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Two deserts

Started: 2020-01-31 23:01:52

Submitted: 2020-02-01 00:45:13

Visibility: World-readable

12th January 2020: In which the intrepid narrator travels from the Mojave Desert to the Colorado Desert, and then onward to the rain

On my last day in Joshua Tree, I drove the long way back to the Palm Springs airport: from Twentynine Palms south into Joshua Tree National Park to I-10, then west through the Coachella Valley to the airport.

Morning sun over Twentynine Palms
Morning sun over Twentynine Palms

I ate breakfast in Joshua Tree, then drove through the park, following the Pinto Basin Road as it descended into the Pinto Basin, crossing from the high desert (the Mojave Desert) into the low desert (the Colorado Desert). I passed the Cholla Cactus Garden, which I visited the day before, and stopped at the Octillo Patch.

Octillo in Joshua Tree National Park
Octillo in Joshua Tree National Park

This was just a wide spot in the road with a couple of parking spaces, but it gave me the chance to get out and look at the handful of octillo growing in the desert. The weird desert shrubs were covered in tiny green leaves in the winter growing season; though I couldn't help but think that I saw a better selection of octillo in Anza-Borrego Desert State Park last winter.

Pinto Basin Road running through Octillo Patch
Pinto Basin Road running through Octillo Patch

The road descended into Pinto Basin. The flat basin stretched for miles to the east, into the undeveloped portion of the park, bounded on the far end by mountains that marked the end of the park. The map indicated that there was an active mine somewhere in the distance, on the other side of the mountains in the hazy distance, in a peninsula cut out of the national park due to its status as an active mine. But from where I stood along the side of the two-lane paved road running through the desert the only evidence of human development was the road I was standing on, the cars that occasionally drove past on their way somewhere else, and the jetliners flying overhead on their way into and out of Los Angeles. It was a barren, desolate place; but it felt familiar to me, as part of the American Southwest I visited while I was growing up.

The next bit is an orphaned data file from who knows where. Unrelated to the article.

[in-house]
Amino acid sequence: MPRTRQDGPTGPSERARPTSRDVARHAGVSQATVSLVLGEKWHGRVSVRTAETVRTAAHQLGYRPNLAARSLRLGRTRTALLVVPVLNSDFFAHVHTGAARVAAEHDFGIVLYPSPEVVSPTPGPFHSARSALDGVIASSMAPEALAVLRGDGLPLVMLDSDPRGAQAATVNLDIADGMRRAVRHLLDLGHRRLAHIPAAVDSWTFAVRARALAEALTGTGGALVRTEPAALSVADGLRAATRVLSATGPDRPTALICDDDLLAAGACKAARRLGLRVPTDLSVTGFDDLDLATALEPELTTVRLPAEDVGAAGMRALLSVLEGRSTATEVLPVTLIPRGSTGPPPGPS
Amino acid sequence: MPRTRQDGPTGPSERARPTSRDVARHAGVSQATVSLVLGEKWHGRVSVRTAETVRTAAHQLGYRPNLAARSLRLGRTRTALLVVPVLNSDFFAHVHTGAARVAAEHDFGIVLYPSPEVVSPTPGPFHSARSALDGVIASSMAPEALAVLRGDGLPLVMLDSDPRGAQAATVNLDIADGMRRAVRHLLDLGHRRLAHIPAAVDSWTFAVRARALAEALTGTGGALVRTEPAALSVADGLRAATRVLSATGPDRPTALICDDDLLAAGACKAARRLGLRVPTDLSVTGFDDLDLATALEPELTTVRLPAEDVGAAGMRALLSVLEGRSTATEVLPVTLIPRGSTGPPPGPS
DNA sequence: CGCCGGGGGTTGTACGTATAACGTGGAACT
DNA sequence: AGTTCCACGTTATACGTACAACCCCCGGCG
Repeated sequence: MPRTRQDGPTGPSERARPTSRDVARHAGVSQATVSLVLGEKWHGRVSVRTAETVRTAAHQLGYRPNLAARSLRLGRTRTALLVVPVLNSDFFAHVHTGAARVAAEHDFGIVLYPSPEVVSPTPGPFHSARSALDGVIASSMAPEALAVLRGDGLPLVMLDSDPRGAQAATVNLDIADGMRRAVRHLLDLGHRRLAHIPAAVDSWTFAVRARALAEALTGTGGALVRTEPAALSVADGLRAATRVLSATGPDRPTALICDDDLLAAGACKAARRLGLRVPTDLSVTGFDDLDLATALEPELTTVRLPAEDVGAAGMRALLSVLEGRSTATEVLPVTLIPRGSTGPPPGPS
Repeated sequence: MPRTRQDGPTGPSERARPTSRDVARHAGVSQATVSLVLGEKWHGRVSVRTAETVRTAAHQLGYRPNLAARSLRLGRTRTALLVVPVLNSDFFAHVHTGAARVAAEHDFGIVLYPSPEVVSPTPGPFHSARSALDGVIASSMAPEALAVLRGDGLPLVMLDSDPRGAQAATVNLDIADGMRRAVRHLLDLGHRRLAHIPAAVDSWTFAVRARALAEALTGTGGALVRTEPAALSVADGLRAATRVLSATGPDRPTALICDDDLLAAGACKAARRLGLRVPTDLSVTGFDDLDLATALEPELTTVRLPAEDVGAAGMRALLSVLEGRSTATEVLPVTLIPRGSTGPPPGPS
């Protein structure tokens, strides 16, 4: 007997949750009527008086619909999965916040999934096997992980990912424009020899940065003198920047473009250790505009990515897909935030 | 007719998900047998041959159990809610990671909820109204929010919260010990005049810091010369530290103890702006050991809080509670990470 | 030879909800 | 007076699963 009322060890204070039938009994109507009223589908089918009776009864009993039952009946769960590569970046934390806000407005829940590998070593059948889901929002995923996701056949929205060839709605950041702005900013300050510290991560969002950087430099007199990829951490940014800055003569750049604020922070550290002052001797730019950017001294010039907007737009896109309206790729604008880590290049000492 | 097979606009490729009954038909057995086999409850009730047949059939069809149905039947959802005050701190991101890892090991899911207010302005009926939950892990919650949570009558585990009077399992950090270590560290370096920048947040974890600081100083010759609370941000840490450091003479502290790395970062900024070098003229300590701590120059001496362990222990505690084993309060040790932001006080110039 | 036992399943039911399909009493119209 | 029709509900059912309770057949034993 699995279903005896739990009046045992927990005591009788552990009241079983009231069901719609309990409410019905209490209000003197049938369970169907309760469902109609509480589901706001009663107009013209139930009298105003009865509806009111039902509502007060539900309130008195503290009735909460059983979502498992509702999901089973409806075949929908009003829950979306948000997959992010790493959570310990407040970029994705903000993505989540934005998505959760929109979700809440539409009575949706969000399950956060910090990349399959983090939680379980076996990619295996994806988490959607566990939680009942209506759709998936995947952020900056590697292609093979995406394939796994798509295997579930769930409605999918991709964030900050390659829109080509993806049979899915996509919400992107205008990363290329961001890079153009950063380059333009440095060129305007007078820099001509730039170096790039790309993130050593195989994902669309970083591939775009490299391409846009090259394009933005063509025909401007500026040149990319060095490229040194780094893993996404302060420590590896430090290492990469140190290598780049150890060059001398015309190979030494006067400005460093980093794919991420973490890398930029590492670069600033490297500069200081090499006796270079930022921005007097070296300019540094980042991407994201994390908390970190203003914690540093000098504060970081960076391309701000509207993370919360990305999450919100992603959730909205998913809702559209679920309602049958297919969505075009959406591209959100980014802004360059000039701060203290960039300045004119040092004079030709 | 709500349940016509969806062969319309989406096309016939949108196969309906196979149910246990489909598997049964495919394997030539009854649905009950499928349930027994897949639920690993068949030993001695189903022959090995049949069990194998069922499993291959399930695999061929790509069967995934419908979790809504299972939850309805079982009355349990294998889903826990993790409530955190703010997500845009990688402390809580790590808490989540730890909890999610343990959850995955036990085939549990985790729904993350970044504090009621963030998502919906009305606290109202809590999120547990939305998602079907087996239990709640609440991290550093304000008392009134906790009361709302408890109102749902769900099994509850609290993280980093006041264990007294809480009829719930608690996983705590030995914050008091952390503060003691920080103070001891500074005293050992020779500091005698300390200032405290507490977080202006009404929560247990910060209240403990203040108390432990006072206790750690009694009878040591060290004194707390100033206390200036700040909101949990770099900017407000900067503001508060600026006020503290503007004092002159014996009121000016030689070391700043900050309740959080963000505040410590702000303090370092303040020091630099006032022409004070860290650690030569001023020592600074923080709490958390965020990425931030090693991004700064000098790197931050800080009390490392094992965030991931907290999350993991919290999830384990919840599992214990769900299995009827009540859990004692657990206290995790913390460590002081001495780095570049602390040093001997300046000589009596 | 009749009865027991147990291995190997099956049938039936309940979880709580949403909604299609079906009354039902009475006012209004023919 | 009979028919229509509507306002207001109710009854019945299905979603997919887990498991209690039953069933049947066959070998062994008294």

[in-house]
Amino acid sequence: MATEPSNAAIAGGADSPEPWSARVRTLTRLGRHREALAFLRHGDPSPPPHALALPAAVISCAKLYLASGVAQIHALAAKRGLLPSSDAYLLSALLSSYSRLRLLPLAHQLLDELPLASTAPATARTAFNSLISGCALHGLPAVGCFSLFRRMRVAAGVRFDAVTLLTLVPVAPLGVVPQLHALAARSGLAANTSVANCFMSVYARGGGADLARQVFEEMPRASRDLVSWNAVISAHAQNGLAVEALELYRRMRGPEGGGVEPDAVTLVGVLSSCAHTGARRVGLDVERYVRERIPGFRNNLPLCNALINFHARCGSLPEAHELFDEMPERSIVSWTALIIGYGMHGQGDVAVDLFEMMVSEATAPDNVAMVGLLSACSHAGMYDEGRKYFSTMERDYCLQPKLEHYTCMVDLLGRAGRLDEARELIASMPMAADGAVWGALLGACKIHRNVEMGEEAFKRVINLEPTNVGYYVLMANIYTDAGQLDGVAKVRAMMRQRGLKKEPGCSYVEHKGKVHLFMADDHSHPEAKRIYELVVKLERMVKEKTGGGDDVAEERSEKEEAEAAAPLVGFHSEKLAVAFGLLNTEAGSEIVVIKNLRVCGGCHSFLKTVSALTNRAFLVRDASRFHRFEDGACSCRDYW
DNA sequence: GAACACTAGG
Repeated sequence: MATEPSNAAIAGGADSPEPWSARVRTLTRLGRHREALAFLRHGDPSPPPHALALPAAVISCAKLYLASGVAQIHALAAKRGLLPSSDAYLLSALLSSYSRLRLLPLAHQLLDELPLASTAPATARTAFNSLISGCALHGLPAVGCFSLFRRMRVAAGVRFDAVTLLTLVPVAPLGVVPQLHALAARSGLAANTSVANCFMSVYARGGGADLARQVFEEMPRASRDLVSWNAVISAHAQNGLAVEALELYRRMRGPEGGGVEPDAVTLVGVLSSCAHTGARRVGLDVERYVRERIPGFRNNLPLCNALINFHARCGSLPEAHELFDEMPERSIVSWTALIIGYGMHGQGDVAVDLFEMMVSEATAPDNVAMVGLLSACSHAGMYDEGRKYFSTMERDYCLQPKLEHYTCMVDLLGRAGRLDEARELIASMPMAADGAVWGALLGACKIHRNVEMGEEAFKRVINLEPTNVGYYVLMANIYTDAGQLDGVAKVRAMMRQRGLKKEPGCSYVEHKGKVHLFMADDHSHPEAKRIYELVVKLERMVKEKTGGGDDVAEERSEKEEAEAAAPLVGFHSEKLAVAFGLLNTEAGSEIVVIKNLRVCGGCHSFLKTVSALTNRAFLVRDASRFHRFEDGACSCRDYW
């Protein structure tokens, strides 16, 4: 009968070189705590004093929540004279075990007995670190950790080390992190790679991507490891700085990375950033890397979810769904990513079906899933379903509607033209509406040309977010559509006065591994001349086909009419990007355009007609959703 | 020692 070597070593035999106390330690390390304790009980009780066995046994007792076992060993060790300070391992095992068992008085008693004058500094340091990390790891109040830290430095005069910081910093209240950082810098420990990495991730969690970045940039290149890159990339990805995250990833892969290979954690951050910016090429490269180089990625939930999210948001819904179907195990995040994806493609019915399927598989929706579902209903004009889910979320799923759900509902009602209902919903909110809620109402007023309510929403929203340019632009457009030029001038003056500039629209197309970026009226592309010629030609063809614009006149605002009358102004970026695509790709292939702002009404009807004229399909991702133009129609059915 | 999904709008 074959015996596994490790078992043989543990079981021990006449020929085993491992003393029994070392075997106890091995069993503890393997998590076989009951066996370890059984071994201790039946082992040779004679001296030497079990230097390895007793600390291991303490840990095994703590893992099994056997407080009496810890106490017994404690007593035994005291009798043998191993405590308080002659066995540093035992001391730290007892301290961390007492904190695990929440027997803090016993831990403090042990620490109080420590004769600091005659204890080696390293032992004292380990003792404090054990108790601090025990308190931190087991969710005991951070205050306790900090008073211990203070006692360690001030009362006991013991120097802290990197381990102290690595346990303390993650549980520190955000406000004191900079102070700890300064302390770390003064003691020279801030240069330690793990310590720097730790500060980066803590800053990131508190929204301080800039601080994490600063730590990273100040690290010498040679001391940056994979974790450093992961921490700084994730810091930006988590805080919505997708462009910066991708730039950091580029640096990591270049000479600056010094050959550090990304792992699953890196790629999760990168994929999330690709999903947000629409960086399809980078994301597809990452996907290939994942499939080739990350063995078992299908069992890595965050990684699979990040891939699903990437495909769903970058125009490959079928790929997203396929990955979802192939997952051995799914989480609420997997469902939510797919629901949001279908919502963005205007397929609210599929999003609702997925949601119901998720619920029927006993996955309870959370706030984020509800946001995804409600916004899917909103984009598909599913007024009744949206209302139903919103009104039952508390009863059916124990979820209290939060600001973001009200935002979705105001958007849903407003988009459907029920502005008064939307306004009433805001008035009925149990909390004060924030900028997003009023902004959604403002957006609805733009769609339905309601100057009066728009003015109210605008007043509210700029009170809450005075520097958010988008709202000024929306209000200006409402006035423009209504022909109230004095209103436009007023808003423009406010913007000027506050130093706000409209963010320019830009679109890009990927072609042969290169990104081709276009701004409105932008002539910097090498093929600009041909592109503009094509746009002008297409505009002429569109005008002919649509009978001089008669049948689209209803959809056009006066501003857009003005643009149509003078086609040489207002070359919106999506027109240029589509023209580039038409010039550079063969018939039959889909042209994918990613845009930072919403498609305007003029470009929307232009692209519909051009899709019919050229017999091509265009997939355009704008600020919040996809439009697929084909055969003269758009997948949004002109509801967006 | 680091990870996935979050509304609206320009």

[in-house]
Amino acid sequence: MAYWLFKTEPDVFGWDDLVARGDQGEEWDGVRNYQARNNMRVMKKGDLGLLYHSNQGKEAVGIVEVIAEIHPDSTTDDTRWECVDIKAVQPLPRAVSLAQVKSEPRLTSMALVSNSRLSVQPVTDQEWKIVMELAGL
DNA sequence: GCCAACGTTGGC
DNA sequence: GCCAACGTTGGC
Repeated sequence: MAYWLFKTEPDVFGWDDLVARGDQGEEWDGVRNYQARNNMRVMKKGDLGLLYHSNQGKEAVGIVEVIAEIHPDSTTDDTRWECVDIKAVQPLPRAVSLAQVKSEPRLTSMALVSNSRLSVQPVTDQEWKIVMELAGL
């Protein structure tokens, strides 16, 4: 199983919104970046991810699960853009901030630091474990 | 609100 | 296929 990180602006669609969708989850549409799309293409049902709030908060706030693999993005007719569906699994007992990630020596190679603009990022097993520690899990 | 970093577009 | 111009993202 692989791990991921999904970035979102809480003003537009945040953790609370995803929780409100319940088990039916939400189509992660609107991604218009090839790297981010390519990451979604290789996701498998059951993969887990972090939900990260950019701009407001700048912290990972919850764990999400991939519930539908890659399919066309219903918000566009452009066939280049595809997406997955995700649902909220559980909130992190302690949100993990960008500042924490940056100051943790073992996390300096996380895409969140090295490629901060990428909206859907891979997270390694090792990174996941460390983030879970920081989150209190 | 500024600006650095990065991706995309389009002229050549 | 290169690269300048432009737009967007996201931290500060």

I stopped at the Cottonwood Visitor Center on the south end of the park, bought a couple of stickers at the gift shop, and walked around the interpretive garden outside the visitor's center where the cactus and other plants endemic to the Colorado Desert were labeled for my benefit.

I drove out of Joshua Tree National Park with U2's The Joshua Tree playing on my stereo, the music matching the wide-open spaces of the desert as I drove. I regretted having to leave so soon after arriving; I already missed feeling the sunlight on my face and being able to go outside without getting wet.

I turned west on I-10 and descended into the Coachella Valley, driving on a superhighway along with truck traffic into and out of Los Angeles. The interstate highway dropped below sea level in Indio without observing the geographic quirk with a sign, then climbed above sea level on its way towards Palm Springs. I returned to the airport for my flight to Seattle.

N385DN Delta 737-800 at PSP
N385DN Delta 737-800 at PSP

I got to see the sun one last time on my descent into Seattle, when the setting sun peeked through the clouds to illuminate the Puget Sound as we followed the approach path into SEA before turning around to land to the south.

Sun sets over Puget Sound
Sun sets over Puget Sound

I have a few more pictures of my journey out of Joshua Tree at Photos on 2020-01-12.

Ok, well, the most obvious problem with [new years resolution
about getting a girlfriend] is that the intended outcome relies on
variables which are out of my control. It's a matter of chance,
luck, being in the right place at the wrong time, what have you.
Obviously, it also relies on the willful participation of
another human being. Since the only people we control are
ourselves, making resolutions -- promises to ourselves -- which
require the involvement of others, who may or may not want any
part of the game, is like sitting at home and cheering a
football team, and then saying "We won! We won!" when in fact
you had absolutely nothing to do with any of it. Or something
like that.
- Bitscape, Random Rambling, 01 August 2000